Even fictional TV characters like to kick back and watch television from time-to-time. We know this for a fact because many cult-TV series feature shows-within-shows, fictional programming set “in universe.”
Not surprisingly, perhaps, many of these shows-within-shows have proven so tantalizing and so entertaining that fans have wondered from time-to-time if these “fake” shows might actually matriculate to the airwaves themselves.
Any list of fictional TV programs that deserve to be green-lit would have to include:
Invitation to Love (Twin Peaks [1990 – 1991])
This soap opera is often seen playing in the background of the cult David Lynch/Mark Frost horror soap, and is utilized as a sort of crack’d mirror; paralleling the events that happen in the strange Pacific Northwest town. Invitation to Love looks like a fairly cheese, fairly run-of-the-mill soap (without the horror overlay of Twin Peaks), and it wastes no time getting to genre tropes including the identical twin characters (Jade and Emerald) who are played by the same actor, and the mystery shooting of an important character (think: Dallas’s Who Shot J.R.?)
With Twin Peaks returning to TV for 2016, it’s a sure bet that Invitation to Love will be back in some format as well…
The Itchy and Scratchy Show (The Simpsons [1990 – ])
This animated series about the brutal and sadistic torture of a cat (Scratchy) by a mouse (Itchy) is a parody of WB’s Tom and Jerry, and a commentary on TV violence too. Itchy and Scratchy first appeared on The Tracy Ullman Show on November 20, 1988 before joining The Simpsons in prime-time. The Itchy and Scratchy Shows are hilarious, but hilariously violent.
A finest segment of the show-within-a-show series, however, parodied another TV trope: the “new” character brought in (usually in later seasons) to try to revive flagging interest in a program. In this case, Itchy and Scratchy added to their roster the terrible “cool” character, Poochie (voiced by Homer) for an incredibly short duration.
Another iteration of Itchy and Scratchy parodies the Saturday morning series Garfield and Friends by teaming up the cat and mouse with other strange animal friends (like a clam), in Itchy and Scratchy and Friends.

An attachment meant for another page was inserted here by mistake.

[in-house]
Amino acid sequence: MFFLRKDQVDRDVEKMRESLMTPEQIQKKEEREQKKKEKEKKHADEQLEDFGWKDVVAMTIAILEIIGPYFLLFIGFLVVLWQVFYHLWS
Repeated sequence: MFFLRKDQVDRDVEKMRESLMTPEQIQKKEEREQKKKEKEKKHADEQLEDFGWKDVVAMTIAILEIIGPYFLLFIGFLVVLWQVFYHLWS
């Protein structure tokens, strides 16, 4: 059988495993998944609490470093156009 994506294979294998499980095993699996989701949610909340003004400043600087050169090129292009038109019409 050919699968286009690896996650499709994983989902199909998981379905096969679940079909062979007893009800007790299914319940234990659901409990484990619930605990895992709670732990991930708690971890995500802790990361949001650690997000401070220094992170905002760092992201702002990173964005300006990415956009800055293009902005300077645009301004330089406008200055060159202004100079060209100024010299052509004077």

Beyond the Beyond (She-Wolf of London [1990 – 1991])
Long before the hit film Galaxy Quest (1999) presented a virtually identical concept, the syndicated series She-Wolf of London presented “Beyond the Beyond,” a story that gazes at a cheesy-knock off of Star Trek (1966 – 1969), and the backbiting that goes on behind the scenes of the series.
In the episode (penned by Lee Goldberg and William Rabkin), the series protagonists Randi (Kate Hodge) and Ian (Neil Dickson) attend a Beyond the Beyond convention celebrating the series’ 25th anniversary. Also present at the convention is the series creator Conrad Stipe, who is planning a motion picture re-boot. Meanwhile, the episode occasionally features scenes of the old series, in black-and-white, and the adventures of Captain Pierce and Mr. Snork aboard the spaceship Voyager.
Since Buck Henry’s Quark (1978) didn’t last long, it would be fun indeed to get a modern-day parody series like Beyond the Beyond that satirizes classic outer space television.
All My Circuits (Futurama [1999 – 2013])
This sister series to The Simpsons is set in the 31st Century and the employees at Planet Express (a futuristic delivery company) often watch a soap opera called All My Circuits which takes its name from the ABC soap All My Children. The series’ lead actor is a robot/character called Calculon, who — in the clips we see — seems to be in a troubled relationship with his robot girl, Monique. All My Circuits deals with tons of soap opera clichés, including the amnesia trope and only one character in the show is even human…a token!
Since Futurama has been canceled, perhaps it is time to green-light All My Circuits (especially if Bender gets his recurring role in the series back…)
Wormhole X-Treme (Stargate SG-1 [1997 – 2007])
In one episode of this beloved SF series, Colonel Jack O’Neill (Richard Dean Anderson) of the Stargate Project must serve (at least briefly) as technical adviser on Wormhole X-Treme, a series that recasts his adventures for the world of television.
Introduced in Stargate SG-1’s one-hundredth episode, Wormhole X-Treme is the adventures of Colonel Danning, Major Stacy Monroe, Dr. Levant and Grell the Robot, and like Beyond the Beyond, it serves as a parody of its format: late 1990s syndicated sci-fi. T
he X-Treme in the title suggests the dumbed-down nature of syndicated TV at this time: the era of Baywatch Nights, and Psi-Factor.
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